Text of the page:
The memorandum defines inactivation as suspending action on a case and placing it temporarily in a status in which it is not counted in backlog and does not age.  The memorandum emphasizes that it is an administrative tool sparingly applied in a few, circumscribed case categories in which the court cannot move the case forward.  The preliminary statement of the memorandum concludes by stating that those categories of cases that may and may not be inactivated likely affect all vicinages more or less equally.  There are six limited circumstances, which may appropriately lead to a case inactivation according to this AOC memorandum. [12]  Interestingly, the memorandum notes that a “stayed” case is not “inactivated” and continues to age statistically.  The memorandum notes that although the number of inactivated cases will be far fewer under the statewide policy delineated therein, it is nonetheless important that these be closely monitored by the Presiding Judge and the Division Manager.  The memorandum further states that many, if not all, of the divisional automated systems are programmed to provide regular reports of inactivated cases.  Therefore, it appears that the system is already set up to monitor inactivated cases.

            Therefore, it would seem preferable for the parties, counsel, and the courts if there was a uniform approach, which addressed everyone’s concerns.  Specifically, this author proposes that the aforementioned AOC policy be amended to allow for a method by which a Family Part judge can place a matter on an inactive list when all (and perhaps even some) of the issues have been submitted to arbitration by the parties.  This should be tempered with the implementation of a time limit to conclude arbitration and a reasonable date to report back to the court.  Placing the case on the inactive list due to arbitration should effectuate a stay of all judicially initiated action including resolution of the issues being arbitrated until the arbitration proceedings has been conducted in accordance with the terms of the parties’ agreement to arbitrate.  No further court proceeding should be initiated by the court including but not limited to appearances at case management or status conferences, Early Settlement Panel, or trial.  The parties should not be required to report back to the court until the agreed upon arbitration process has run its course or at least until a reasonable period of time has expired.  Generally, that means that there should be no further action by the court until an arbitration award has been rendered and the parties have sought confirmation of that award under the terms of the UAA[13] or the APDRA.[14]  Such a process would follow the intent of the statutory scheme, facilitate the fulfillment of the public policy enunciated by our Supreme Court and achieve the goals of arbitration, namely the final, speedy and inexpensive resolution of disputes with minimal judicial interference.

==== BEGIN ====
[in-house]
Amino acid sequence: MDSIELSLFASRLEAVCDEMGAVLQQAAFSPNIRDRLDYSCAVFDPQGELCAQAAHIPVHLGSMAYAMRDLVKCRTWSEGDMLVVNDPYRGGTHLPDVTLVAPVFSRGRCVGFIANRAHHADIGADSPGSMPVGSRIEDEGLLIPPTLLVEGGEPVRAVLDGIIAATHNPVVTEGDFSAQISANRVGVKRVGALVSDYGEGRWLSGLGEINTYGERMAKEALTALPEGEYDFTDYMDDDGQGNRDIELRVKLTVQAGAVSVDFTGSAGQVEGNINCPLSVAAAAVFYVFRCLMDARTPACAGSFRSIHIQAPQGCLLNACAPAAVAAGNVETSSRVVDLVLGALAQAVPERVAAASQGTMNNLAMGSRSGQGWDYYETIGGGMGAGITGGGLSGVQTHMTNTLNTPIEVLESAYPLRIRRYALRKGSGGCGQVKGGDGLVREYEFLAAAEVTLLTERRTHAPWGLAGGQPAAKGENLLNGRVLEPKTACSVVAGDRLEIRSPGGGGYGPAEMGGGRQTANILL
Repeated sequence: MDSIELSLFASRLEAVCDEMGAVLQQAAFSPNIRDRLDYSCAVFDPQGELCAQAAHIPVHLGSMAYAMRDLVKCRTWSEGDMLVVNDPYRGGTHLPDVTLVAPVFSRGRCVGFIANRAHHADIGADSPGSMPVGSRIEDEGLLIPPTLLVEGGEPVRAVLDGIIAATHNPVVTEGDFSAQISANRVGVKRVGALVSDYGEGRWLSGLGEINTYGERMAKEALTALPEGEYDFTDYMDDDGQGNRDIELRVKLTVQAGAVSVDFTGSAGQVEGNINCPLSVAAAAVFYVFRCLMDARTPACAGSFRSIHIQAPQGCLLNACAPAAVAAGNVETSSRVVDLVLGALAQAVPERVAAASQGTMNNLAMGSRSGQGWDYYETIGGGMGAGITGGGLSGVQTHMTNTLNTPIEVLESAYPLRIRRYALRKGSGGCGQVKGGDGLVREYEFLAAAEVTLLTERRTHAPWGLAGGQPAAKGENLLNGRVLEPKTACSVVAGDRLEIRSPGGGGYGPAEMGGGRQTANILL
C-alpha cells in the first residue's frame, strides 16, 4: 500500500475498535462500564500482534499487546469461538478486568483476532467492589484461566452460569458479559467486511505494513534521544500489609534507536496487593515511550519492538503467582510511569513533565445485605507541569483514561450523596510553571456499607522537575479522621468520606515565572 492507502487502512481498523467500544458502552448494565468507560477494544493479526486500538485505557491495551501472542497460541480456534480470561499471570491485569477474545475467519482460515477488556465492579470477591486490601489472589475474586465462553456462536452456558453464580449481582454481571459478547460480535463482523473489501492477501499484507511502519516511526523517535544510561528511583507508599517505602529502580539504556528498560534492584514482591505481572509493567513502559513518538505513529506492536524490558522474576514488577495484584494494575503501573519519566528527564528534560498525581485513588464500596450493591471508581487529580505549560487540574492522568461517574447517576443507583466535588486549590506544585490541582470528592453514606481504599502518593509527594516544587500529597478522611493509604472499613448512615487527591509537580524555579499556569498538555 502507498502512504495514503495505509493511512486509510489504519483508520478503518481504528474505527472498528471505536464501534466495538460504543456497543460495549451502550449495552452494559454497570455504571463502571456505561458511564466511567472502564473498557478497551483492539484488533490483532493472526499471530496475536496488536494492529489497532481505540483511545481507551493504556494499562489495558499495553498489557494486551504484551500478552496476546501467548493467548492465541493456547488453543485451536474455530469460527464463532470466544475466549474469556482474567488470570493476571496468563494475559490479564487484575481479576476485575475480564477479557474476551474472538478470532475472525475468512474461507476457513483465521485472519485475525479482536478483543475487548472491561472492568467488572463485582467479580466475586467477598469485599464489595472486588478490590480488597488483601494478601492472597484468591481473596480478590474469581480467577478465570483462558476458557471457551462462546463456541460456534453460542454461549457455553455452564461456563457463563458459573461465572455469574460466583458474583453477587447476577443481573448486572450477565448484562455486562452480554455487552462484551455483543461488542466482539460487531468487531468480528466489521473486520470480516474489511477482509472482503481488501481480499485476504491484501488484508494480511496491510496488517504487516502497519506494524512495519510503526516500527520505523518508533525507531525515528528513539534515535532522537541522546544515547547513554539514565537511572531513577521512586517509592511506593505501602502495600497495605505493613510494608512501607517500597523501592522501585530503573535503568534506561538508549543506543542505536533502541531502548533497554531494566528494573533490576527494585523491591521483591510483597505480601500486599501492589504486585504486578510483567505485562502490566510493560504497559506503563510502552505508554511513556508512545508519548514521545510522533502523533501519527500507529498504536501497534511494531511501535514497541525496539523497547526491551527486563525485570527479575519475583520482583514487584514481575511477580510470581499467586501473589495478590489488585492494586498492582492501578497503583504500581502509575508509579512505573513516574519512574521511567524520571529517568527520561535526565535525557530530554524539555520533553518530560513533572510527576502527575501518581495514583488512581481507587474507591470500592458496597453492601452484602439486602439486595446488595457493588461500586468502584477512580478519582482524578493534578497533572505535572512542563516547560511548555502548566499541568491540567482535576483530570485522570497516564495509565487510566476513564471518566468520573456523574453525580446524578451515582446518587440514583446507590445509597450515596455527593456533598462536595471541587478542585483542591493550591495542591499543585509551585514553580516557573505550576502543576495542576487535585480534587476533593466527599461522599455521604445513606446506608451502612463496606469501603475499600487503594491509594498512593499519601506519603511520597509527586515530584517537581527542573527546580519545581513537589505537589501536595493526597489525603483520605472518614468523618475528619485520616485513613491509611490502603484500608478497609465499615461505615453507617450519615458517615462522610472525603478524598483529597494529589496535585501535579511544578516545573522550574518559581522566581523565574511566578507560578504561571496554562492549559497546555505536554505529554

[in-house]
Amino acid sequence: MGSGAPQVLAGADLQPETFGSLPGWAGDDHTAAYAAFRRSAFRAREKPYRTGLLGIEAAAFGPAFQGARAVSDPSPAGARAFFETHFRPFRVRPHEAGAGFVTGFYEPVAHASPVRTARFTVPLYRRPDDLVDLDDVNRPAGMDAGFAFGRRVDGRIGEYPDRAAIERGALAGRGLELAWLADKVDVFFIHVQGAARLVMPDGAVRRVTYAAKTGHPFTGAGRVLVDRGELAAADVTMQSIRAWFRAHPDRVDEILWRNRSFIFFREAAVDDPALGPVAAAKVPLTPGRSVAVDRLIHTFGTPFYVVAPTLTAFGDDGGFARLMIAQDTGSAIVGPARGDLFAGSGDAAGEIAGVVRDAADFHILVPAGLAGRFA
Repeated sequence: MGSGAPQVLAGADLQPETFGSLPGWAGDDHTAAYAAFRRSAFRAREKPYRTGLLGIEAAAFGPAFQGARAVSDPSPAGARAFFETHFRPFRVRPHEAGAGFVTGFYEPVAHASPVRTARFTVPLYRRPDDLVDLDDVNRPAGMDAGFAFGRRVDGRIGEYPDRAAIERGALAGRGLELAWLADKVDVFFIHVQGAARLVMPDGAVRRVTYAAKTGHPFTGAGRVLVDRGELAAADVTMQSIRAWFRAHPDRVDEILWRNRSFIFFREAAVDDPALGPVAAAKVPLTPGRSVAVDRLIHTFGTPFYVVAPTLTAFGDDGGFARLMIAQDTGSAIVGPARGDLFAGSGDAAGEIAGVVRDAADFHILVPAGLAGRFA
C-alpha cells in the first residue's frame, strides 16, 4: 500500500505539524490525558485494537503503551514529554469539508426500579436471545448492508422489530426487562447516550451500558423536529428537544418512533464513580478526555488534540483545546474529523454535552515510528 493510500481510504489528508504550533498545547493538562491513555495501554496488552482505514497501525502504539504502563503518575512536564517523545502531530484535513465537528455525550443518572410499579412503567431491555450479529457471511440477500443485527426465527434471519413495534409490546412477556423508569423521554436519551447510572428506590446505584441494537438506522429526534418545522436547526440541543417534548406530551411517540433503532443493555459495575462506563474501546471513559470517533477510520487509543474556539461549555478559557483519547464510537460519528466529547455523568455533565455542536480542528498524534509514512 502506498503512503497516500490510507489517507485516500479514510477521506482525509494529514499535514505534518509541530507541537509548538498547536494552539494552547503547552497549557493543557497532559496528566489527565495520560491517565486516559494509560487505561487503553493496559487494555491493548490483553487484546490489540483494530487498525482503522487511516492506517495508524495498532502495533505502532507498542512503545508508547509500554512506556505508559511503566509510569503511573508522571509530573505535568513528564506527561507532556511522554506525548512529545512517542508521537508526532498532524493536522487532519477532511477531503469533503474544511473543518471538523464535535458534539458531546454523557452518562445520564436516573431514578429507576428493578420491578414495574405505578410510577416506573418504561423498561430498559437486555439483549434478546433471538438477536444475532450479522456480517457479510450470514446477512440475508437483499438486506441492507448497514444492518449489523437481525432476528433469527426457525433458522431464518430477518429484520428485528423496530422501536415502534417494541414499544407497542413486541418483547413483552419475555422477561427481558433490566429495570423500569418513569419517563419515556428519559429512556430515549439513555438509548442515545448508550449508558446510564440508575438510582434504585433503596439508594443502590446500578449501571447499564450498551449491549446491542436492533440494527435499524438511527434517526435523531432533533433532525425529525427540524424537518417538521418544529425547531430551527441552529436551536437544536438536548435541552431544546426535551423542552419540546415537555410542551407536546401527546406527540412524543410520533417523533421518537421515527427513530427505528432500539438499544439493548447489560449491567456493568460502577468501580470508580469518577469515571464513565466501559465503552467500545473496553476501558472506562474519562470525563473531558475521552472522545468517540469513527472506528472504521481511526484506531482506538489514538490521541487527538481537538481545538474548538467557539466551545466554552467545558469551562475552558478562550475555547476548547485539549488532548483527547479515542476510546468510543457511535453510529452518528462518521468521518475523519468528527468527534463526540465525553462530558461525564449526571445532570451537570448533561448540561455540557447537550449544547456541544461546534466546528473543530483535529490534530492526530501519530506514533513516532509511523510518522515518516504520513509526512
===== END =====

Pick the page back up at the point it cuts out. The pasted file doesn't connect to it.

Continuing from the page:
[1] 199 N.J. 456 (2009).

[2] Id. at 468 (citing Wein v. Morris, 194 N.J. 364, 375-76, 944 A.2d 642 (2008) (quoting Perini Corp. v. Greate Bay Hotel & Casino, Inc., 129 N.J. 479, 489, 610 A.2d 364 (1992)). 

[3] Id.  See also Barcon Assocs. Inc. v. Tri-County Asphalt Corp., 86 N.J. 179, 187, 430 A.2d 214 (1981).